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derive
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Anna Karenina
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derive
Used In
Anna Karenina
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  • I cannot in any case agree with Keiss that my whole conception of the external world has been derived from perceptions.
  • With all the condescension of an elder brother he sometimes explained to him the true import of things, but he derived little satisfaction from arguing with him because he got the better of him too easily.
  • Yes, but they—Wurt, and Knaust, and Pripasov—would answer that your consciousness of existence is derived from the conjunction of all your sensations, that that consciousness of existence is the result of your sensations.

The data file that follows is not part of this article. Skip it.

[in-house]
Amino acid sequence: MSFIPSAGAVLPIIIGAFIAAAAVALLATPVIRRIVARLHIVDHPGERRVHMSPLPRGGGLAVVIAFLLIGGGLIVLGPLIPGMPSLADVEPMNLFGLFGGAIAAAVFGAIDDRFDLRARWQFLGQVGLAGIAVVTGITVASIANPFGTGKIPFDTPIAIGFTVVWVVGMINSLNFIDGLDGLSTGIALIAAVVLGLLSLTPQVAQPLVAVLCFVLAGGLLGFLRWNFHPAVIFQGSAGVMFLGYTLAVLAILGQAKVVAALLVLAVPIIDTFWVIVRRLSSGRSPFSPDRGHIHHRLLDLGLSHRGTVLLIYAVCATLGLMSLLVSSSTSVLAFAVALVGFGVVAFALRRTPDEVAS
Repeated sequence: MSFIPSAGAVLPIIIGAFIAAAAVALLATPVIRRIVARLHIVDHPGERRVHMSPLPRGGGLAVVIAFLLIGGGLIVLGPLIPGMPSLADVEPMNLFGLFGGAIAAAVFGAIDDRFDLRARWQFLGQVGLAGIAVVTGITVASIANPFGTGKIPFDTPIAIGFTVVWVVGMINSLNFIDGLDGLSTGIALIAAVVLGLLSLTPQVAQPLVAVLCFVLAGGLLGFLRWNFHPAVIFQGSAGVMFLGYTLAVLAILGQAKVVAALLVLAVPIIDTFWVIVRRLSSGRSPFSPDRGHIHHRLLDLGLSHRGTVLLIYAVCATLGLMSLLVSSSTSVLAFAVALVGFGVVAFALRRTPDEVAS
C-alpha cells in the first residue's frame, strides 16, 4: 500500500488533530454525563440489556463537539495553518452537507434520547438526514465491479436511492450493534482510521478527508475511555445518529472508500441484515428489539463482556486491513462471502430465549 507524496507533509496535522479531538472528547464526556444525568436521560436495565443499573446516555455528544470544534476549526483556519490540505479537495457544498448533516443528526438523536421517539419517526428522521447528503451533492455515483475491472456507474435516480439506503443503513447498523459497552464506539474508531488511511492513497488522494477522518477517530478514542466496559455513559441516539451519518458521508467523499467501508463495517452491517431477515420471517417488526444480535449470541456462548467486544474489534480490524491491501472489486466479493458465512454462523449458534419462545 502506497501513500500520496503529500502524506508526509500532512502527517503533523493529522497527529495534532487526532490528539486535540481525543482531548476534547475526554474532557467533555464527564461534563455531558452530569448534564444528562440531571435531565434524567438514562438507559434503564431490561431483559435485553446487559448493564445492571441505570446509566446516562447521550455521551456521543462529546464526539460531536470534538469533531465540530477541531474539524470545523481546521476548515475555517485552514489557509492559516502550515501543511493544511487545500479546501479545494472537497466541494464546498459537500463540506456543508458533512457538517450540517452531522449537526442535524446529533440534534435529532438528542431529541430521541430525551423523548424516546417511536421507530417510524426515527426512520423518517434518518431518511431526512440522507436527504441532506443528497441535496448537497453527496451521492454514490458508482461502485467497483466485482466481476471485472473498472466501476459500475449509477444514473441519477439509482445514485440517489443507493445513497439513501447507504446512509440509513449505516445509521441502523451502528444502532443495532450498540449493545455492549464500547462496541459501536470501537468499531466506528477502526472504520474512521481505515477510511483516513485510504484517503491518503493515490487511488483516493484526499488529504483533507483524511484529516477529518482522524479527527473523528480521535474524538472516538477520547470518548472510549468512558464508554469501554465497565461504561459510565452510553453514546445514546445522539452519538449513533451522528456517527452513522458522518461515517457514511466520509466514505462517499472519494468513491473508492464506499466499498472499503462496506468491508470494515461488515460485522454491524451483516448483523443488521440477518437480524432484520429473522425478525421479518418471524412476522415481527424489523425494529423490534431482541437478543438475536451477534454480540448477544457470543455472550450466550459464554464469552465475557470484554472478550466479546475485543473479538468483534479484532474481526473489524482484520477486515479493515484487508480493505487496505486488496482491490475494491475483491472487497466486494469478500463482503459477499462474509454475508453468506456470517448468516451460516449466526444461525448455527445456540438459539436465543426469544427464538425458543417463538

• His brilliant black eyes were looking straight at the excited country gentleman with gray whiskers, and apparently he derived amusement from his remarks.
  • Katavasov was very fond of discussing metaphysics, having derived his notions from natural science writers who had never studied metaphysics, and in Moscow Levin had had many arguments with him of late.
  • The role he had taken up, the role of a wealthy landowner, one of that class which ought to be the very heart of the Russian aristocracy, was entirely to his taste; and now, after spending six months in that character, he derived even greater satisfaction from it.
  • What was needed was to put in his place a fresh, capable, perfectly modern man, of contemporary ideas, and to frame their policy so as from the rights conferred upon the nobles, not as the nobility, but as an element of the district council, to extract all the powers of self-government that could possibly be derived from them.

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  • She likes to win, but she doesn’t derive pleasure from watching others lose.
  • I derive pleasure from my work.

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